Ruediger Volk, Deutsche Telekom, said there should be space in the plenary that provided a sense of community and showed what the community was doing.
Ruediger continued by saying he wondered if WGs were still appropriate now that RIPE was a much larger and diverse community. Referencing the recent Anti-Abuse WG discussions, he thought people couldn’t be expected to keep up with the hundreds of emails and work out what the flow of discussion meant. There was a need to re-structure the process so that there were checkpoints where the discussion could be summarised. These should not just be the existing points in the PDP. This would require someone to dedicate time to writing summaries and work in this direction would definitely be needed.
Ruediger continued by saying that GDPR considerations a while back seemed sloppy. While there were plenty of cases where the LIR was the owner of the bad records, plenty were also owned by the RIPE NCC. Sometimes it was not clear which LIR was meant to be the owner of a particular PERSON object.
Niels said the RIPE NCC shouldn’t be the routing police, but on the other hand technology was not neutral and should accommodate different values.
Hans Petter said what he was hearing was that as they brought newcomers to the process, they needed to make sure their processes could accommodate a larger population and it could scale. Their policies directly affected 20,000+ RIPE NCC members and many more beyond this. They were seeing many more votes in the GM, but in the PDP it seemed that they had 20-100 participants at best. Were they getting the best minds together to discuss policies?
Regarding consensus, Hans Petter noted that they had essentially copied this over from the IETF. However, this was better suited to technical matters – RIPE policies often had more in common with debates about capitalism vs communism. He challenged the idea that they did not vote in the community, as +1s in mailing list discussions often functioned similar to votes, while -1s were not allowed and required explanation. He noted that the report published by the Accountability Task Force had covered some of this and he encouraged them to read this as a starting point.
Alexander said they should think about who these new actors were: governments (with special emphasis on law enforcement), human rights activists, and businesses that were using the Internet. He hoped they didn’t need the intellectual property constituency in there.
Maria Hall, RIPE NCC Executive Board, said while their decisions affected the wider society and vice versa, they needed to focus on their core role. Of course, governments and other groups were becoming more interested in the community – which meant that their interactions with these groups became more important – but that didn’t have to go all over the place as a community.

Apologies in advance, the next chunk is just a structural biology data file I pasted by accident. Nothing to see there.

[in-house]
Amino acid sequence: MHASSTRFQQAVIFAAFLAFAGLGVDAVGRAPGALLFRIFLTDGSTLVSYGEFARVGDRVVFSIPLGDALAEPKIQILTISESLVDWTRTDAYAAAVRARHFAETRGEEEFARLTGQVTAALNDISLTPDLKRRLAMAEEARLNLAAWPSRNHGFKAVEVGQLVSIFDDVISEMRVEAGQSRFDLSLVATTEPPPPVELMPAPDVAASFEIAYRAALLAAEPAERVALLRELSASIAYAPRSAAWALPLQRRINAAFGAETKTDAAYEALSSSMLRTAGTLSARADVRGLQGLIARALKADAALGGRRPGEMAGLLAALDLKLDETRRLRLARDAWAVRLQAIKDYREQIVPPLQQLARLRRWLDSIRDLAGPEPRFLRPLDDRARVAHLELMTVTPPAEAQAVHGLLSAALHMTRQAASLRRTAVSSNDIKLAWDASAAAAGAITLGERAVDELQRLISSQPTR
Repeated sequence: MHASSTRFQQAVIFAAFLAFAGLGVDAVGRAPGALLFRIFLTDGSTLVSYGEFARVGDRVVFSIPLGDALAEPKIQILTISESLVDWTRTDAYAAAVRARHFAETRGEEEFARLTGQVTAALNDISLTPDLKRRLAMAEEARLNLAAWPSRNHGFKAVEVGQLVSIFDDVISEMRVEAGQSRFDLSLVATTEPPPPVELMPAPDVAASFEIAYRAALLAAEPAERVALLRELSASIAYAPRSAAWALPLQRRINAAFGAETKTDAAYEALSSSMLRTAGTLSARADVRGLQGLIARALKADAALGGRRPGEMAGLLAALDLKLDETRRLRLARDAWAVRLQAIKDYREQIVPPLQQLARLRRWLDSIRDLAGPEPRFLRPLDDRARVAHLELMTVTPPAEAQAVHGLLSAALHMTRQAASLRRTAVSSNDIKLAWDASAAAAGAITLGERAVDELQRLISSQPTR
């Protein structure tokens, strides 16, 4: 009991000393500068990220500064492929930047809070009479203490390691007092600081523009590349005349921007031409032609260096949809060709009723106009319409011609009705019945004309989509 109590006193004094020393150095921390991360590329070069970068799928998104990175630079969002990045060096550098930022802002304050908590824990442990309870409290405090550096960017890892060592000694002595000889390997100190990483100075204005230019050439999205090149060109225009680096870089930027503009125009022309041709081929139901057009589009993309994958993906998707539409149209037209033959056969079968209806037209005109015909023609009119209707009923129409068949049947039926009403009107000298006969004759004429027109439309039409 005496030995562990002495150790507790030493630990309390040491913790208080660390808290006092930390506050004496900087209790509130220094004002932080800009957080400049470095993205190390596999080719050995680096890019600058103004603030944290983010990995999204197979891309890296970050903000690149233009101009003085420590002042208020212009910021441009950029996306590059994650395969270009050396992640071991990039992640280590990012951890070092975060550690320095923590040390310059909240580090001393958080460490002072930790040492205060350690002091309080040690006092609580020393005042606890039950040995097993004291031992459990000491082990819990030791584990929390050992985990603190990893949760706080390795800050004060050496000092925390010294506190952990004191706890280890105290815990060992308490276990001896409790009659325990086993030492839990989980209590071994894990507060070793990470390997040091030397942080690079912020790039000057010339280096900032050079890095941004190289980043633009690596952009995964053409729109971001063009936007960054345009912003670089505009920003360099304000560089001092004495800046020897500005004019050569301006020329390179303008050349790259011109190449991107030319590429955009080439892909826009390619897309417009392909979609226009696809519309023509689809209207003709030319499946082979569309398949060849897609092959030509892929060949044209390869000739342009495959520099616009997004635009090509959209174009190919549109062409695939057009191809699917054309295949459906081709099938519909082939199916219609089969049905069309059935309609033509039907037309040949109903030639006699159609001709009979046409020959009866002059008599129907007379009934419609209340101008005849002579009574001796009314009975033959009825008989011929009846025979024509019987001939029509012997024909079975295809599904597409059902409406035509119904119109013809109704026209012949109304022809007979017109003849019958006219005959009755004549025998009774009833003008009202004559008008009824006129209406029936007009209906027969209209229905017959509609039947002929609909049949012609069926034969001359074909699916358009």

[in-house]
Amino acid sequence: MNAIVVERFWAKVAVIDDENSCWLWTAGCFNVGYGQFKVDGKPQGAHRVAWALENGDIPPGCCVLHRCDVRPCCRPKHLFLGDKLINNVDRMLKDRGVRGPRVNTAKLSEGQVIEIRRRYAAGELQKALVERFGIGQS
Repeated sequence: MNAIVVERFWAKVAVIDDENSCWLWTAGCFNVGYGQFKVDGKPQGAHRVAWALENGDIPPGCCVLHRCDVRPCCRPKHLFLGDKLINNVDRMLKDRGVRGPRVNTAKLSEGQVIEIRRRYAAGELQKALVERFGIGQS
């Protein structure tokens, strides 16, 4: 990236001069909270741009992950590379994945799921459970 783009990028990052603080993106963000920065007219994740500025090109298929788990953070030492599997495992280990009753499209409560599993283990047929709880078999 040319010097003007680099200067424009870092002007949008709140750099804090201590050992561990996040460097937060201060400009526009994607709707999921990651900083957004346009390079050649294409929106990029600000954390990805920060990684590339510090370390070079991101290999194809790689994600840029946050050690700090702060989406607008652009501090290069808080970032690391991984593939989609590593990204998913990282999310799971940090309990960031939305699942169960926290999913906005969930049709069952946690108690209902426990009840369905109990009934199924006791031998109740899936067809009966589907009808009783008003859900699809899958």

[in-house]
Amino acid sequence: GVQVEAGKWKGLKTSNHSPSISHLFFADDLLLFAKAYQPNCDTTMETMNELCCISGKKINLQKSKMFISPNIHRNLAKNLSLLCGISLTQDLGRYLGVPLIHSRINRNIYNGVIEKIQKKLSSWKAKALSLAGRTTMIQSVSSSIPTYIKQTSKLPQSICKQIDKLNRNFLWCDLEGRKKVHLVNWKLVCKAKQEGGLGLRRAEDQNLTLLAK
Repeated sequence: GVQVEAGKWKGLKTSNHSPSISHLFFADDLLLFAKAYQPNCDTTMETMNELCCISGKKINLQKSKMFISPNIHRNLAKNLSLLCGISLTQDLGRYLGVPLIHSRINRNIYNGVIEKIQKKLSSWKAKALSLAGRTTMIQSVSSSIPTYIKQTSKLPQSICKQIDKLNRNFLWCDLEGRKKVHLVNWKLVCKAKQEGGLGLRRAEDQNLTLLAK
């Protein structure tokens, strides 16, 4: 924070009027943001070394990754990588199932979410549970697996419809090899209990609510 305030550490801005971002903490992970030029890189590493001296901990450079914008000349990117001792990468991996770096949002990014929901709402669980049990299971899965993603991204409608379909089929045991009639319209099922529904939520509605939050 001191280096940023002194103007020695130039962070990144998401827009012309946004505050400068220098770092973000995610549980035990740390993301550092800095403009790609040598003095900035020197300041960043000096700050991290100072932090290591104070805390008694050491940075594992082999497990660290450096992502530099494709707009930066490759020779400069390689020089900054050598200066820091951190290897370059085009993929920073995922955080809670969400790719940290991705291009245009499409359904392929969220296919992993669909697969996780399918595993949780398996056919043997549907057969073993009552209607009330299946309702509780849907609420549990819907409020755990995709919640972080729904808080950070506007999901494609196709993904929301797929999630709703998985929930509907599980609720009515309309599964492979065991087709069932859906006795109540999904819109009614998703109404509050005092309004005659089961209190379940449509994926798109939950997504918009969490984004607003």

Daniel Karrenberg, RIPE NCC, said they needed to have a general re-think of what the RIPE Database was, rather than making further incremental changes to it. They could create a task force that understood the registry and the needs of the operational community along with participation from law enforcement and others. They should take a look at this and come up with a brief document on how they would design a database as if from scratch.
Daniel agreed with Ruediger that they needed a space for the community to come together and talk about things and communicate what it had achieved. He added that WGs were increasingly seen as an extension of the plenary programme and he didn’t think that was sustainable. He thought Hans Petter could start a community discussion on this so they could do something.
Peter Koch, DENIC, said they needed to think about the PDP and how decisions were made. Some policy proposals were essentially yes or no propositions with little space for compromise in the middle. They needed to agree on the purpose of this venue, which would help to establish jurisdiction. There was an increased willingness of people to use the PDP to legislate, and closing down LIRs was not the solution to every problem in the world.
Peter agreed they had many different stakeholders from all around the world – but that didn’t mean these groups got to hold wildcards. RIPE didn’t exist to make Law Enforcement “happy” (nor to make them “unhappy”). They didn’t want to repeat the ICANN model of the GAC. If a task force documented the requirements of a new database, it would be worth asking the degree to which it should to serve the purposes of law enforcement, as the purpose would steer its design and acceptable uses.
Jim agreed with Peter’s comments. They had only had one or two problems with the consensus-based process – getting outside voices in and addressing the +1 issue. He thought this was for Hans Petter and the WG Chairs to address.
Regarding Daniel’s point on WGs becoming part of the plenary, maybe they needed to look at this as well. Some WGs didn’t produce policies – maybe they were best as discussion forums and it was best for the decisions to be made elsewhere.
Randy said that ICANN had been built on a model of constituencies in opposition, and this had poisoned the well – they should avoid this. RIPE had a low barrier of entry for technical people, but the barriers were higher for those with more “social” backgrounds. He said you became your enemy. More and more, the IETF had become the ITU. They shouldn’t make the police their bogeyman, because otherwise they would become like them. They needed to take LEAs seriously – they were trying to do a job and they needed to respect that – but they should avoid throwing rocks at one another.